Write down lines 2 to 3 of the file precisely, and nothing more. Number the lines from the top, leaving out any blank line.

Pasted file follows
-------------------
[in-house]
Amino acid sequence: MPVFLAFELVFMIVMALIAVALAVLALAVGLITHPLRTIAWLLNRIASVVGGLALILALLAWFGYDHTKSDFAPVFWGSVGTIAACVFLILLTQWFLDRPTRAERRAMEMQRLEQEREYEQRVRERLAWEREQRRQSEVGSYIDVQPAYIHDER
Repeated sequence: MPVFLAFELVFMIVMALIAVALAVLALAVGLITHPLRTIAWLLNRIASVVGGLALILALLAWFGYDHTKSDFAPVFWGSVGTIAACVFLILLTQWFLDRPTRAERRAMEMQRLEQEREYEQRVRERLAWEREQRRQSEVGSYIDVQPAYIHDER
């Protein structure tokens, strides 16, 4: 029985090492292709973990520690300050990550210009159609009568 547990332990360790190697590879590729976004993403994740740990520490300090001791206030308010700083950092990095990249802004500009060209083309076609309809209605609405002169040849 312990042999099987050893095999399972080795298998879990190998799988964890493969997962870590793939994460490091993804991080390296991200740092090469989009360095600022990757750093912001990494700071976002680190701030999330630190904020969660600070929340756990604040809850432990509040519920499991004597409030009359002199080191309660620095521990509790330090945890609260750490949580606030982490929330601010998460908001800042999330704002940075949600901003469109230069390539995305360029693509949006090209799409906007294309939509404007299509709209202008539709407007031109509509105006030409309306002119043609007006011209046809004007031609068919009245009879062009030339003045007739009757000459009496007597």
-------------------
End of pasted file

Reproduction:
Amino acid sequence: MPVFLAFELVFMIVMALIAVALAVLALAVGLITHPLRTIAWLLNRIASVVGGLALILALLAWFGYDHTKSDFAPVFWGSVGTIAACVFLILLTQWFLDRPTRAERRAMEMQRLEQEREYEQRVRERLAWEREQRRQSEVGSYIDVQPAYIHDER
Repeated sequence: MPVFLAFELVFMIVMALIAVALAVLALAVGLITHPLRTIAWLLNRIASVVGGLALILALLAWFGYDHTKSDFAPVFWGSVGTIAACVFLILLTQWFLDRPTRAERRAMEMQRLEQEREYEQRVRERLAWEREQRRQSEVGSYIDVQPAYIHDER